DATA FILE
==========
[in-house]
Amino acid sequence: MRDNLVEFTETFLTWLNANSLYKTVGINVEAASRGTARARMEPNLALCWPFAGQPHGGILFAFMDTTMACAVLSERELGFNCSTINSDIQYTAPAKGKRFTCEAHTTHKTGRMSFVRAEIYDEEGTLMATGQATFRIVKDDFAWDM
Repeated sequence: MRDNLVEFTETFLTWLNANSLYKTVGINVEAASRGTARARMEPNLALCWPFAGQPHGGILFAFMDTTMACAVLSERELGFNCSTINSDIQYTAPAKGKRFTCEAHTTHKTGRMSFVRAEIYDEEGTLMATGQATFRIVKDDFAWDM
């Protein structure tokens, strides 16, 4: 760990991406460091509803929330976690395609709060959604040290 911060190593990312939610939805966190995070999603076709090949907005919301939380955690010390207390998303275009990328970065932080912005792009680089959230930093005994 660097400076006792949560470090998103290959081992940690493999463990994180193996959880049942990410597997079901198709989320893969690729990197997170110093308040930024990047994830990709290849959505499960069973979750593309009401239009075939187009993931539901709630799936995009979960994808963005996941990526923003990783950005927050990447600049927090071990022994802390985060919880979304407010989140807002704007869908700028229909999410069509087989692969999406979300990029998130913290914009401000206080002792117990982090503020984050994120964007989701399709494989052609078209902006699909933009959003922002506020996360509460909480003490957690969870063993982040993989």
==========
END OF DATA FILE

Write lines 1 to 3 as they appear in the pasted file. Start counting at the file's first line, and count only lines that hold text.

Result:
[in-house]
Amino acid sequence: MRDNLVEFTETFLTWLNANSLYKTVGINVEAASRGTARARMEPNLALCWPFAGQPHGGILFAFMDTTMACAVLSERELGFNCSTINSDIQYTAPAKGKRFTCEAHTTHKTGRMSFVRAEIYDEEGTLMATGQATFRIVKDDFAWDM
Repeated sequence: MRDNLVEFTETFLTWLNANSLYKTVGINVEAASRGTARARMEPNLALCWPFAGQPHGGILFAFMDTTMACAVLSERELGFNCSTINSDIQYTAPAKGKRFTCEAHTTHKTGRMSFVRAEIYDEEGTLMATGQATFRIVKDDFAWDM